The FBI Monday admitted it overreacted big time by arresting three Texas men simply because they purchased 1000 cell phones.
Turns out they weren’t trying to blow up a bridge in Michigan. They resell the disposable cell phones for a living.
The FBI said it had no information to indicate that the three Texas men arrested with about 1,000 cell phones in their van had any direct connection to known terrorist groups.
Also, a prosecutor in a separate Ohio case said he can’t prove a terrorism link to two men arrested after buying large numbers of cell phones and will drop terrorism charges against them.
In the Michigan case, authorities had increased patrols on the 5-mile-long Mackinac Bridge after local prosecutors said investigators believed the men were targeting the span.
Local authorities didn’t say what they believed the men intended to do with the phones, most of which were prepaid TracFones, but Caro’s police chief noted that cell phones can be untraceable and used as detonators.
The FBI issued a news release Monday saying there is no imminent threat to the bridge linking Michigan’s upper and lower peninsulas.
The release also said the FBI had no information indicating that the men, Palestinian-Americans living in Texas, had any direct links to any known terrorist groups or to the alleged plot to bomb trans-Atlantic jetliners that was announced in London last week.
William Kowalski, assistant special agent in charge of the FBI’s Detroit field office, said authorities believe concern about the bridge was connected to images of the Mackinac Bridge found on a digital camera belonging to the men.
Kowalski said there was nothing illegal about buying cell phones in bulk, but that profits from that kind of activity can be suspicious.
Adham Abdelhamid Othman, 21, of Dallas, and Maruan Awad Muhareb, 18, and Louai Abdelhamied Othman, 23, both of Mesquite, Texas, were stopped by police Friday outside a Wal-Mart store in Caro, about 80 miles north of Detroit after employees became suspicious when they purchased about 80 cell phones.
Local prosecutors charged them with collecting or providing materials for terrorist acts and surveillance of a vulnerable target for terrorist purposes.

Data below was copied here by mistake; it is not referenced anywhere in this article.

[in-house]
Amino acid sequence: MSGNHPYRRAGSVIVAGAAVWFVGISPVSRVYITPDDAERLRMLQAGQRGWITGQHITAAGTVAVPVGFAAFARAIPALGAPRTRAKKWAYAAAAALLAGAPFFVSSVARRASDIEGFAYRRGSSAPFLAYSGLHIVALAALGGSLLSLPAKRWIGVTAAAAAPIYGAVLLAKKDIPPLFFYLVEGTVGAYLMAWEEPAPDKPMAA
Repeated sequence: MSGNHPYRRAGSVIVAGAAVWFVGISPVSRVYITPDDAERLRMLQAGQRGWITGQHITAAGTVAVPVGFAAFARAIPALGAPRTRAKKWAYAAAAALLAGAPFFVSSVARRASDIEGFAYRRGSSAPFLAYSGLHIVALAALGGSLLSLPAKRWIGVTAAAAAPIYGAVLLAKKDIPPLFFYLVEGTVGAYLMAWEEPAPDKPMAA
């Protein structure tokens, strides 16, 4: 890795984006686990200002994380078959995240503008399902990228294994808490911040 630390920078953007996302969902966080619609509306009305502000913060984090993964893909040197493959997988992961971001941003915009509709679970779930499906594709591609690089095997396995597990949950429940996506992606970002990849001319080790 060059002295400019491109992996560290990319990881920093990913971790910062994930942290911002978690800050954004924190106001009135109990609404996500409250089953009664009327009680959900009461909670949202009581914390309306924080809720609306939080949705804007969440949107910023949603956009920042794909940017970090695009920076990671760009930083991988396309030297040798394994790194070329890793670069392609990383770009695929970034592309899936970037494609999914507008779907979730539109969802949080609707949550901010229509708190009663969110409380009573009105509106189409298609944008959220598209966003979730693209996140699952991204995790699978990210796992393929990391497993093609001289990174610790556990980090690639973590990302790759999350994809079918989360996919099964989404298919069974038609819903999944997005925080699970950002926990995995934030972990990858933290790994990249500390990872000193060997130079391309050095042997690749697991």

The men told a magistrate Saturday that they were buying the phones for resale.
Louai Othman’s wife, Lina Odeh, told The Associated Press on Saturday that she thought her husband and relatives were targeted because of their Arab descent. She said the men’s families come from Jerusalem.
Tuscola County Prosecutor Mark E. Reene said Monday that representatives of his office and Caro police had met with Sunday with officials from the FBI, the Department of Homeland Security and the U.S. attorney’s office. He said all the agencies were working together on the investigation.
Messages seeking further comment from Reene were not immediately returned.
In Ohio, prosecutor James Schneider said he didn’t have enough evidence to present felony terrorism charges for Ali Houssaiky and Osama Abulhassan, both of Dearborn, Mich., to a grand jury.
The two men face a misdemeanor count of falsification accusing them of lying about why they bought the phones, Schneider said.
“We’re grateful the Washington County Prosecutor’s Office has been willing to keep an open mind and look at all the evidence and make their decisions based on the evidence,” said William Swor, who is representing Houssaiky.
The FBI is reviewing the Ohio case and staying in touch with local authorities. No federal charges are pending, said special agent Mike Brooks of the FBI.
Authorities stopped the men on a traffic violation in Marietta, Ohio, on Aug. 8 and said they found airplane passenger lists and information on airport security checkpoints, along with $11,000 cash and 12 phones, in their car.
Abulhassan and Houssaiky admitted buying about 600 phones in recent months at stores in southeast Ohio and selling them to someone in Dearborn.
Defense attorneys said the government had no evidence the phones were being used illegally and the men planned to resell the phones simply to make money. They also said the airport and airplane information were old papers left in the car by a relative who worked at an airport.
Copyright © 2006 The Associated Press